I returned to the Unified States after my tour.  I received one of his last letters.  He had read a story I had written for the Stars & Stripes about his bravery, his heroism under fire.   He told me he wasn’t the man I wrote about.  He was afraid, full of trepidations, hesitations, fears.  He was human.   A “hero” he wasn’t, he exclaimed..  He was like everyone else, he said, just lucky to be alive.  That’s all.  No more.

            I accepted what he felt, but I promoted what he did.   Acts of heroism have little to do with the fears and concerns that accompany them.  

            There is little doubt in my mind the fire and police people in the World Trade Center were full of fear and angst as girders of steel fell down, and flames exploded around them, and the smoke thickened, choking them, blinding them.  

            I’m sure that a part of them thought about running to save themselves.  The desire for self-preservation must have rushed through their thoughts as it would anyone facing certain death.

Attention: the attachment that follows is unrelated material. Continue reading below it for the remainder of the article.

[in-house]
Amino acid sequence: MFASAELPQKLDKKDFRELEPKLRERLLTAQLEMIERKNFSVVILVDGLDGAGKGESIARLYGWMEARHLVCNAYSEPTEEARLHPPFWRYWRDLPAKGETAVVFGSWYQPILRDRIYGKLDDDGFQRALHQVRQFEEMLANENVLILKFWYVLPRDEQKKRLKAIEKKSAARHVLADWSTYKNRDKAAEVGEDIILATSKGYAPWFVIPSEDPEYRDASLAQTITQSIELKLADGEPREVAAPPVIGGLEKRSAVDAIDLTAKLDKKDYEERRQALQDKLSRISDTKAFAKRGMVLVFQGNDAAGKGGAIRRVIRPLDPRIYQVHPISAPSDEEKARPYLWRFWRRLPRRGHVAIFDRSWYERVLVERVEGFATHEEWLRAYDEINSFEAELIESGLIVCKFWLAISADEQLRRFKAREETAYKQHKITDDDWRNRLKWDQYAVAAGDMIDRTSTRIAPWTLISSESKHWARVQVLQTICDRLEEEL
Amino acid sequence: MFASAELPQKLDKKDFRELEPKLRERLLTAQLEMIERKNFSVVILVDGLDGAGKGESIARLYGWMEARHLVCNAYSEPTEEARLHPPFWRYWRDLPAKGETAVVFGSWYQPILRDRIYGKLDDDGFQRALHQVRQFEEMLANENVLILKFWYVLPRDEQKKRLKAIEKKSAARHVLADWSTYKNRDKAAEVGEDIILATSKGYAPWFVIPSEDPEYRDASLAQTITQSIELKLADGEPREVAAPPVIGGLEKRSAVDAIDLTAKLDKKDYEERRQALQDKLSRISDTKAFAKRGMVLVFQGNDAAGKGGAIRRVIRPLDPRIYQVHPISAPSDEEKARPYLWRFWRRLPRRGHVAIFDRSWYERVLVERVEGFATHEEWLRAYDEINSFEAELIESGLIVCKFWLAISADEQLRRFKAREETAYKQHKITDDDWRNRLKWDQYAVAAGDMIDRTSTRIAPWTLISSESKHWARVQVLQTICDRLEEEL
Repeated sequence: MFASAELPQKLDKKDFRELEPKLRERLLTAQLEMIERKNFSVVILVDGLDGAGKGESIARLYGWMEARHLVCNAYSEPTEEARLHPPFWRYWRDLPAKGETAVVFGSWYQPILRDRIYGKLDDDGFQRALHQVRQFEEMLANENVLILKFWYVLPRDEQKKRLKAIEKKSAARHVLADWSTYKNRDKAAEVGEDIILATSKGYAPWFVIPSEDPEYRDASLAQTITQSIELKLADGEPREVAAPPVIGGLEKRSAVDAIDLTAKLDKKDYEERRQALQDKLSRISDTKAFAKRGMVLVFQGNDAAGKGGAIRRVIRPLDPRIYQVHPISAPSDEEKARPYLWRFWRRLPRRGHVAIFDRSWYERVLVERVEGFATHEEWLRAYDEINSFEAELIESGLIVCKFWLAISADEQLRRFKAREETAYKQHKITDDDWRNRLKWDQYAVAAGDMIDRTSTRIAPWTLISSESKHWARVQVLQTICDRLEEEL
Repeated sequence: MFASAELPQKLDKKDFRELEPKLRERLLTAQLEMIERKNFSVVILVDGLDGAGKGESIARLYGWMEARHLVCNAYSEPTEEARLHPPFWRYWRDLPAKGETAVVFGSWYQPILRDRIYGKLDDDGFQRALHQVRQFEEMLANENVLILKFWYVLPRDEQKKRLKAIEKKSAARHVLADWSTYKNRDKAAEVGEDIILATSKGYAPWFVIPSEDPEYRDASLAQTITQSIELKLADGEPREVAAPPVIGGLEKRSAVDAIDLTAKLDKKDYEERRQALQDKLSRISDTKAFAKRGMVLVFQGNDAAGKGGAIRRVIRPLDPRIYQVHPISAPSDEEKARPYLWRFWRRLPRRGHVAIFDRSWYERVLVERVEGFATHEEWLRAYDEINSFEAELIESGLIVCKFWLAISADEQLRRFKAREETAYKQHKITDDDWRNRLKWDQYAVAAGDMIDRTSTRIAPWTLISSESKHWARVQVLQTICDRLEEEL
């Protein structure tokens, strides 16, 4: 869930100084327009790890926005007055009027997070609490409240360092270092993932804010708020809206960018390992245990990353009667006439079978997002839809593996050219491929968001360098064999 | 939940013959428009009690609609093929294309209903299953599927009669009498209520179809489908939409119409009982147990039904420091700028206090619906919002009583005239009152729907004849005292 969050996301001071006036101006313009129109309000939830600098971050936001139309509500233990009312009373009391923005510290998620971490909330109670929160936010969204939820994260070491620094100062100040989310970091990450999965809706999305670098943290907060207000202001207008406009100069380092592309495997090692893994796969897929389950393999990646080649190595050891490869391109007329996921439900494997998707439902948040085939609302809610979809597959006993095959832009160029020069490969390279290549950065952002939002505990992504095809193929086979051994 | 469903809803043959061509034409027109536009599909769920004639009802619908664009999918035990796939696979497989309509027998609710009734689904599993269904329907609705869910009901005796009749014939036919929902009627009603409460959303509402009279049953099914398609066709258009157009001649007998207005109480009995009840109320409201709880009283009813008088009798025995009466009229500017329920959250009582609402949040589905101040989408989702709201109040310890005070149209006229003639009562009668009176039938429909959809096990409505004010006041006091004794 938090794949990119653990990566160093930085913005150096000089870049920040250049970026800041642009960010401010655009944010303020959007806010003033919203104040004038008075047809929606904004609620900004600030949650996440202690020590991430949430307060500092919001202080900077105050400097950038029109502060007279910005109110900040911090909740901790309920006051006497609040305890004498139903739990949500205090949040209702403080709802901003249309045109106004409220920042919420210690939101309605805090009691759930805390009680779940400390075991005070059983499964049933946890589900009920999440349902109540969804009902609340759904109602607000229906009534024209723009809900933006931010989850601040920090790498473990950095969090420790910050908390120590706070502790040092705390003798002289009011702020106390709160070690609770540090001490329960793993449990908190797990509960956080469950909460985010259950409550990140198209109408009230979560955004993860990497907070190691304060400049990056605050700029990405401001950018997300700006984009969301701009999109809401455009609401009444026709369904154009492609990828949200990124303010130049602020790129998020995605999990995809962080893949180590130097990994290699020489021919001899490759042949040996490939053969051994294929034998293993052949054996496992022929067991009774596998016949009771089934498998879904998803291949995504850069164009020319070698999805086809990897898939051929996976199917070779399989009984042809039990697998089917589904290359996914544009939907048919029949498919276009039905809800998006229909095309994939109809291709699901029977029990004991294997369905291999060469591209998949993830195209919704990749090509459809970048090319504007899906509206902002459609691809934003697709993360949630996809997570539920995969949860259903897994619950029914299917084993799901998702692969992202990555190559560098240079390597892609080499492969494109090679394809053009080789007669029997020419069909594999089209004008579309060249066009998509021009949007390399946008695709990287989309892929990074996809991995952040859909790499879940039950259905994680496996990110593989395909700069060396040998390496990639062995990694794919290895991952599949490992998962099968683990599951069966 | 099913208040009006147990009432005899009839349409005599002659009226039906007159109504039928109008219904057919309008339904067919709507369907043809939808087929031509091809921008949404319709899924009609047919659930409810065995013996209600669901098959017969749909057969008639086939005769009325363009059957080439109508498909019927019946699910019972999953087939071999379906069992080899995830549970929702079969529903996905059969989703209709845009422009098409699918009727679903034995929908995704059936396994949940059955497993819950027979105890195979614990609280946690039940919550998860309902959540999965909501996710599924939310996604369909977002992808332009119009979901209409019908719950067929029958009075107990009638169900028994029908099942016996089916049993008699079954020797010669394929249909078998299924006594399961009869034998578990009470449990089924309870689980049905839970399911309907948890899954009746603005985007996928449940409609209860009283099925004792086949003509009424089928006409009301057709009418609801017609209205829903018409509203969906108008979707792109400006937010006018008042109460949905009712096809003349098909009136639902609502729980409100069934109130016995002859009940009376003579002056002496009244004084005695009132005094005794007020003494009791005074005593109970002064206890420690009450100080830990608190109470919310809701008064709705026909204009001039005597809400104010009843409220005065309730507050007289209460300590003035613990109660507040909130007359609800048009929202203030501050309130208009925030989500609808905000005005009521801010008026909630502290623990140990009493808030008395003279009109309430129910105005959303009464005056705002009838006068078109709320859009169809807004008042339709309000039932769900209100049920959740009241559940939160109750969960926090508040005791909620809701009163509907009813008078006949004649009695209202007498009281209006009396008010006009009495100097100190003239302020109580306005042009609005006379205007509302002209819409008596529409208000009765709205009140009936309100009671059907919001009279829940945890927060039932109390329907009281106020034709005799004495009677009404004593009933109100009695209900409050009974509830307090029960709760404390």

But as with Father Vince Capodanno, the call to “duty” overrode such fears.   The rights of others’ safety and preservation ranked at least one-percent larger than their own.

            “To protect and serve”--words that might seem meaningless in normal times--glittered on Tuesday, September 11, 2001.  Unlike the terrorists who slammed their planes into the buildings as “soldiers of death,” the men and women duty-bound to help others escape the burning buildings became “soldiers of life.”

            To qualify for the Congressional Medal Of Honor, the recipient must have served “above and beyond the call of duty.”   When the buildings groaned and creaked, and the experts of fire’s ugliness knew the superstructure was melting, there was no doubt they had reached the debarkation point of:  “above and beyond the call of duty.”